DIY Shim Trees by

DIY Shim Trees

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It’s the shimple things in life that keep me going, and these trees are one of life’s shimple pleasures.

I can carry on in a shimilar manner, you know. Shim pun after shim pun until your eyeballs surrender and retreat back into the safety of your skull.

But it’s the Christmas season and I’m feeling magnanimous, so I’ll spare you that indignity and keep my puns to myself where they belong.


DIY Shim Trees by

What’s old is new again. Isn’t that how it works? It’s just that here in blogland (and in an even more accelerated timeframe, on social media), “old” is anything farther back than, oh, say three years ago.

So for this post, I dug way back into the moldy old year of 2019 (ah, what a kinder, gentler world it was back then) and took a good look at a post I thought was going to blow the doors off planet earth.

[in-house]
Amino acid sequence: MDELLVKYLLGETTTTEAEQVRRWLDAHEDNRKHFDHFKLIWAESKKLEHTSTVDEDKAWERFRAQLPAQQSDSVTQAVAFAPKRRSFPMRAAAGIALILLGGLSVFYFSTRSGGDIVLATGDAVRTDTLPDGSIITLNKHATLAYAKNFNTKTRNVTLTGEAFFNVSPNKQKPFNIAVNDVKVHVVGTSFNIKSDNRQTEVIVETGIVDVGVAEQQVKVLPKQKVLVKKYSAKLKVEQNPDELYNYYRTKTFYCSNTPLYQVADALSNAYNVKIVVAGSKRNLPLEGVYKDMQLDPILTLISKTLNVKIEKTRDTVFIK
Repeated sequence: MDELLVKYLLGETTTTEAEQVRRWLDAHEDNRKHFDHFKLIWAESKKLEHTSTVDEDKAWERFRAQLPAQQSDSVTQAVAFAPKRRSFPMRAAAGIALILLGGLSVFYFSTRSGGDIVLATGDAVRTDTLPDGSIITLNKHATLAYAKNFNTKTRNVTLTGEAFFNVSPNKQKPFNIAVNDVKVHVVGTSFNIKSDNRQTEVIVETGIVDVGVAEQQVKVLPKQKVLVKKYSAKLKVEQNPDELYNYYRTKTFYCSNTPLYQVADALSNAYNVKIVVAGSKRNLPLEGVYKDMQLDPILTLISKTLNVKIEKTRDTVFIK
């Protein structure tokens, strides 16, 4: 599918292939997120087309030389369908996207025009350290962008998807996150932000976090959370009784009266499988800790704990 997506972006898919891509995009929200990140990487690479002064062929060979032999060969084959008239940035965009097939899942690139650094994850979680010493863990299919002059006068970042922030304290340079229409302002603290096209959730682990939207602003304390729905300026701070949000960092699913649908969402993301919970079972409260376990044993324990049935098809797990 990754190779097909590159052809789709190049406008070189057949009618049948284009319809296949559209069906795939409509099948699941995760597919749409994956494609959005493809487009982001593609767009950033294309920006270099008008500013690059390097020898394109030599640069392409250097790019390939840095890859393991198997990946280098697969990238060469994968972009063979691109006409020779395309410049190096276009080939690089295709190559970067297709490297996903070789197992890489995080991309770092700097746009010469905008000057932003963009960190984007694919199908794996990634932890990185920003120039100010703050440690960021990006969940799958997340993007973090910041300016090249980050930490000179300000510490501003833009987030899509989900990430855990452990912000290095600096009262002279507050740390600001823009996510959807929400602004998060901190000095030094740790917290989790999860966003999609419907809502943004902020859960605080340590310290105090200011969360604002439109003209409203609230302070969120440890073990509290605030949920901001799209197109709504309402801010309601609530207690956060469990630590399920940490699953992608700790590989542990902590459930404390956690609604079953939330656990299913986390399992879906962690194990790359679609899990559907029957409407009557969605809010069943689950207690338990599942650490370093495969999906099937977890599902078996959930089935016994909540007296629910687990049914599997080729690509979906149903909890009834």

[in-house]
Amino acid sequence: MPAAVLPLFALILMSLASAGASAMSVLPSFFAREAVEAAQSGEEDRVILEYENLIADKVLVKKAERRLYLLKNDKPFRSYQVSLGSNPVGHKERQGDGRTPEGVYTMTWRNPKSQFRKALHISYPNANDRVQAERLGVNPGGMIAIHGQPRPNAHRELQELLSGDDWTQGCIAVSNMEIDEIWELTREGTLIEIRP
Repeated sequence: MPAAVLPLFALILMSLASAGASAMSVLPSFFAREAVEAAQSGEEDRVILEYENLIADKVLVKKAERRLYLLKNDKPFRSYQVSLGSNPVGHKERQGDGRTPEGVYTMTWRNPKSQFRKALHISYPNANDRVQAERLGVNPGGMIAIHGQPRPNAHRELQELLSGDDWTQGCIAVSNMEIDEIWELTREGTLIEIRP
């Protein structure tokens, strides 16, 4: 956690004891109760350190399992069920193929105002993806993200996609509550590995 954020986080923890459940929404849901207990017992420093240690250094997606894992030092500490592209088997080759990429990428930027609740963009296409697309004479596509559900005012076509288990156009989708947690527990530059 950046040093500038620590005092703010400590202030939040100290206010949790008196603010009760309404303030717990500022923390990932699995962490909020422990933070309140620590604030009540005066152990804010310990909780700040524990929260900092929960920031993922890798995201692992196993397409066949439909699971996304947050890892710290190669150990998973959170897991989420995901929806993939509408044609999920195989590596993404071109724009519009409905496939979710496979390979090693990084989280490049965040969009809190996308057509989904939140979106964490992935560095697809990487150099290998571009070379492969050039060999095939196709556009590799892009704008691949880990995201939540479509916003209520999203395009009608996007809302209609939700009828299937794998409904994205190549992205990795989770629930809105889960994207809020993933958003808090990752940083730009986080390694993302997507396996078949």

It blew alright. It blew hard.

Just not doors.

Oats, perhaps.

But not doors.

Back in those halcyon pre-pandemic days of my youth, I thought that in the world of DIY & crafting the end always justified the means.

I thought that no matter how ridiculously hard and complicated the craft, project or DIY was, if the end result was beautiful, all the pain, sweat, blood, tears, agony and profanity was worth it.

Moreover, I thought that this would hold true for everyone else who may watch it online.

Welp, I was wrong (gasp!). It turns out most people don’t want difficult and complicated, no matter how glorious the payoff.

It turns out, that most people want simple, quick and easy. Shocker, I know.

DIY Shim Trees by

So while the world (or those few in it who happened to read that post) may have been impressed with those light-up epoxy shim trees, very few actually tried it.

Well, a few years and many many lessons later, and I now understand the true way of things.

So now’s the time to revisit that old post and give it a modern twist. That is to say, it’s time to MISS (make it simple, stupid). The inspiration for this update of an old classic comes from an even older classic I made for my babes way back in the long long ago before there was a Navage Patch: this walnut Christmas tree with metal dowels and ornaments.